If you’re a biscuit lover, you’ll love these. They’re everything you love about a biscuit (buttery, flaky, delicious plain or with your favorite topping) and yet, shhhhh, they’re low in fat compared to all their biscuit companions. Don’t tell anyone. They won’t believe you anyway.
And if you don’t like biscuits, these biscuits could quite possibly convert you into a biscuit fiend. I have had many, many people tell me that they don’t like biscuits, which is something that I can’t even begin to comprehend, but then they obligingly eat these biscuits and their faces light up and they begin to ooh and ahh about how great they are. Sometimes I have to remind them to swallow first and then share their comments. Otherwise, things can get a bit messy.
My husband and I love these plain or with jam. My friends like them with honey (new to me, but hey! I won’t argue!). I eat them for dinner and then reheat any leftovers for breakfast. That is, if there are leftovers.
If you’re cooking for two, as I often do, half the recipe. Then you can justify making fresh biscuits again in a couple days. Nothing beats fresh biscuits.
Above: If you think you’re seeing double, it’s because you are. One day I decided to make these for dinner, but also felt that they would make a great offering at a party the following day. Obviously, I wasn’t going to serve leftover biscuits at the party, so I started two batches and cooked one that night and cooked the other the next day. If you want to do this, do not add the buttermilk until just before baking, and store the flour mixture with pea-sized butter in the fridge until you’re ready to bake.
By the way, I shamelessly stole this recipe from Cook’s Illustrated The Best Light Recipe. If you like this recipe, you should check out their book. It is full of delightful surprises like biscuits and cobblers and soups and entrees that you’d never know were low in fat and calories.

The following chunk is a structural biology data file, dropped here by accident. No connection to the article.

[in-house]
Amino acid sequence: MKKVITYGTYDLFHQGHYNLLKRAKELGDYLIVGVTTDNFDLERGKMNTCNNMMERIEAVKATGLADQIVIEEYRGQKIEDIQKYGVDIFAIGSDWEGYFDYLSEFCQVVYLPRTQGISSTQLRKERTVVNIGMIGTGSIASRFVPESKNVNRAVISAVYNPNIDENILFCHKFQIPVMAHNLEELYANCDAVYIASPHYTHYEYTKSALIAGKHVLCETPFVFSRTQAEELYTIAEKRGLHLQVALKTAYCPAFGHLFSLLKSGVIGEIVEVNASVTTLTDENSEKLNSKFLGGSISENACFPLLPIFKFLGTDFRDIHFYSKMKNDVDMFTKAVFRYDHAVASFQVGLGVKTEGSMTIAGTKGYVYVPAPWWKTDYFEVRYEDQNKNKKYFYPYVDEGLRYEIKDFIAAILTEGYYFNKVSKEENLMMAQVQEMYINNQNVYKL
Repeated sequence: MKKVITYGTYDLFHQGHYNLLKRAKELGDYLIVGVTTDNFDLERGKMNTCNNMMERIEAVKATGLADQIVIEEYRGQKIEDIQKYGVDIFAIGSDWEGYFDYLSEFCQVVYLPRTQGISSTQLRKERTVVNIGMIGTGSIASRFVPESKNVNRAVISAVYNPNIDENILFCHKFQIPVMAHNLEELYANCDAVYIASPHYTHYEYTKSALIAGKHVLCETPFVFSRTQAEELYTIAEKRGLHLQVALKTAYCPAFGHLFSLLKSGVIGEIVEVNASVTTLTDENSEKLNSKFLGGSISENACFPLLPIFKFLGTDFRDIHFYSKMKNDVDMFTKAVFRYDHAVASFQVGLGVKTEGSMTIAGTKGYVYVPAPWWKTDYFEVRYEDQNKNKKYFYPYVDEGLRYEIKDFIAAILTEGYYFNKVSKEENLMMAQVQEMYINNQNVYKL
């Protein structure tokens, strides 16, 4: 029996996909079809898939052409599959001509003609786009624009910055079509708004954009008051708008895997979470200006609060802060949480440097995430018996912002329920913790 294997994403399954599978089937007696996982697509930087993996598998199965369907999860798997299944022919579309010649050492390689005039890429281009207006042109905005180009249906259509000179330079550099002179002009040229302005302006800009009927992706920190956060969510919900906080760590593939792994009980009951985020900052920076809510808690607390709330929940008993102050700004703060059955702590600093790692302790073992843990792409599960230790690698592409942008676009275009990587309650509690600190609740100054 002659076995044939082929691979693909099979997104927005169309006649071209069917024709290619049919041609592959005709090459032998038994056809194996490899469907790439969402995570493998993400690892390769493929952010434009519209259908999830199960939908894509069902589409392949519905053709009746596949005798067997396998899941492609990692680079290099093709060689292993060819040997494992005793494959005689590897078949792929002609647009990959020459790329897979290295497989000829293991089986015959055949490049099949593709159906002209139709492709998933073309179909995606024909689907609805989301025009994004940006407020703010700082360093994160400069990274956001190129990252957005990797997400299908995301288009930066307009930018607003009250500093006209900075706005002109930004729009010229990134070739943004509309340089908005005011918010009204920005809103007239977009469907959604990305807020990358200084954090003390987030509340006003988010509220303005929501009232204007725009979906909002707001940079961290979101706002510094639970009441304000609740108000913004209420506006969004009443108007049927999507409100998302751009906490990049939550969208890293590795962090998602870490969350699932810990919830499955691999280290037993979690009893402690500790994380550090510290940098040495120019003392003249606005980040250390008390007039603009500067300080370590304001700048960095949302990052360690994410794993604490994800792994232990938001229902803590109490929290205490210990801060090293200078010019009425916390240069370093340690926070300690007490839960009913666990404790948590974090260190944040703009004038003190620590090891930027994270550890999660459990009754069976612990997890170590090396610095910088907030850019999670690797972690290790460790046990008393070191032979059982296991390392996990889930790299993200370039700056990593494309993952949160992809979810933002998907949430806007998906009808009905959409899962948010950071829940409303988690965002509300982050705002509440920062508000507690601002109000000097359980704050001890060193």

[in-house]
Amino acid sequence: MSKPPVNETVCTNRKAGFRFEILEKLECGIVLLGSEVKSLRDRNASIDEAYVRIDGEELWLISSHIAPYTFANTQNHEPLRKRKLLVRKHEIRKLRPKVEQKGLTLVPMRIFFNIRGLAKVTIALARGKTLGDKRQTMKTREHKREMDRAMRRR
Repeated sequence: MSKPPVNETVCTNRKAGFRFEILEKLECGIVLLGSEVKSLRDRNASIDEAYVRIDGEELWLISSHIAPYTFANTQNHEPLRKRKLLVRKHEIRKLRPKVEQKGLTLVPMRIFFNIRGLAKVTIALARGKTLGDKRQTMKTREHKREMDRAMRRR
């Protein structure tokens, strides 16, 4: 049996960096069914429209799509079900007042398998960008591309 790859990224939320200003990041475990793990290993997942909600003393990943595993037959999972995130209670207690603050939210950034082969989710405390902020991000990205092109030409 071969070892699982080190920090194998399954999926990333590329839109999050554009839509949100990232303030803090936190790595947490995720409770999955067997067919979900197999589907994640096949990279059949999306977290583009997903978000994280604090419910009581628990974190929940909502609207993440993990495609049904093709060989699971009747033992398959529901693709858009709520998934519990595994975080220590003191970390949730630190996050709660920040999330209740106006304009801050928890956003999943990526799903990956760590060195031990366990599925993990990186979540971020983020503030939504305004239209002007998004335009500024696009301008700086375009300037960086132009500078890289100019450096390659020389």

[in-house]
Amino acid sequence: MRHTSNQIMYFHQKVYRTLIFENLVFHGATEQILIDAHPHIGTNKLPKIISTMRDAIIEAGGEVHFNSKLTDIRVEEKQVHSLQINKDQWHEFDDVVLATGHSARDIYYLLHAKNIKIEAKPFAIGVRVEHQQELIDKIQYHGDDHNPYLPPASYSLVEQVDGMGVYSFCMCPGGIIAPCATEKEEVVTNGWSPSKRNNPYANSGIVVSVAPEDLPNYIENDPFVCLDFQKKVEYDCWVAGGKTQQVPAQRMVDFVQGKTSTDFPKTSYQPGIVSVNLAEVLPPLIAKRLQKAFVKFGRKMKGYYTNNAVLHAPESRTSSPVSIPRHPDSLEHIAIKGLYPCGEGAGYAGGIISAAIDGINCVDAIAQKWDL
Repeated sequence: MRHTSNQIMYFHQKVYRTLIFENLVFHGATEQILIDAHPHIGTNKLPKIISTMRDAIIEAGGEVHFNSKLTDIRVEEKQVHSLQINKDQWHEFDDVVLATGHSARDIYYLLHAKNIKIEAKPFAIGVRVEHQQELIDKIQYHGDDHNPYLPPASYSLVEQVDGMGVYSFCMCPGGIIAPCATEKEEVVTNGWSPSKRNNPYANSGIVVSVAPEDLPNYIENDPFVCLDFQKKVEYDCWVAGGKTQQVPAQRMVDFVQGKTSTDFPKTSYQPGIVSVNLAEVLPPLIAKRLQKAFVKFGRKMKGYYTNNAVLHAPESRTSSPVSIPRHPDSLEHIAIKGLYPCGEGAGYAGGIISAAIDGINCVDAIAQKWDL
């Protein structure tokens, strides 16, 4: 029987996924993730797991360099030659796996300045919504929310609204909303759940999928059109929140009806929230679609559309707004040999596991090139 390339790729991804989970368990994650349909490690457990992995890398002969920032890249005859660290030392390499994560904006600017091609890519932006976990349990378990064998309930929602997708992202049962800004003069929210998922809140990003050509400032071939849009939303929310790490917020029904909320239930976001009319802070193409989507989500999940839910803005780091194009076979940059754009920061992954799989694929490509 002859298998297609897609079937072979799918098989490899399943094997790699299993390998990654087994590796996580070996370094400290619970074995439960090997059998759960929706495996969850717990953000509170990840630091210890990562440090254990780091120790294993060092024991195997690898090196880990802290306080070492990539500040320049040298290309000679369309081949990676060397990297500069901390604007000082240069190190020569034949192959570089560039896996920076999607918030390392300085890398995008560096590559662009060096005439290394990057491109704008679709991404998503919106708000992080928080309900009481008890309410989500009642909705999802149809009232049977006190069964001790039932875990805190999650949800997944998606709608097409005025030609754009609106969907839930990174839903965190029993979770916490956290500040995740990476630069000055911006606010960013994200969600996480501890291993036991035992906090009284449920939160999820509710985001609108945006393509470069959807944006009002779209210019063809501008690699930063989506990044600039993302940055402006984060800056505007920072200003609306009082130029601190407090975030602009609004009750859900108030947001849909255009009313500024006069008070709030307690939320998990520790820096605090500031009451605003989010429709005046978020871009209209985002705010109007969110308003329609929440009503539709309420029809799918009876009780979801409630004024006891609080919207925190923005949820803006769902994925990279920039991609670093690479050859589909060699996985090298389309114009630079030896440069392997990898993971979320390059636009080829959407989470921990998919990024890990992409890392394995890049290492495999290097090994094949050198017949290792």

Note: Cook’s Illustrated places their biscuits in a 9″ cake pan so that the biscuits have more lift. My hubby and I think the outside of the biscuit is the best part, though, so we traded lift for surface area. If you prefer the soft center of a biscuit or if you prefer tall biscuits, go ahead and follow these steps, but instead of using a baking sheet, drop your biscuits into a greased 9″ cake pan. I recommend trying both methods and seeing which one you prefer!
2 cups of all purpose flour, plus 1 cup extra
1 tbsp sugar
1 tbsp double acting baking powder
1 tsp salt
1/2 tsp baking soda
4 tbsp unsalted butter, cut into 1/4″ pieces, plus 1-2 tbsp extra
1-1 1/2 cups buttermilk (as needed… start with the lower amount and add more until mixture comes together)
Preheat oven to 500.
Combine 2 cups flour and remaining dry ingredients in a large bowl and mix well.
Add the butter, and using a pastry cutter or fork, cut into pea-sized pieces.
Add buttermilk and mix just until combined. Do not overmix. Biscuits are rather temperamental. The more you mess with them, the less flaky they will be when you bake them.
Prep a bowl with about one cup of extra flour. Spray a 1/4 cup measuring cup with cooking spray. Measure out 1/4 cup of the wet dough and drop it into the flour. Roll until coated and then place on a greased baking sheet. Repeat with remaining dough. Add more cooking spray to the measuring cup if your batter begins to stick.
Melt a tablespoon or two of butter and brush onto top of biscuits. I prefer to use salted butter for this!
Bake at 500 for 5 minutes. Without opening oven, lower temperature to 450 and bake for another 15 minutes, or until biscuits are golden and are no longer gooey.
Serve alone or with butter, jam, or honey!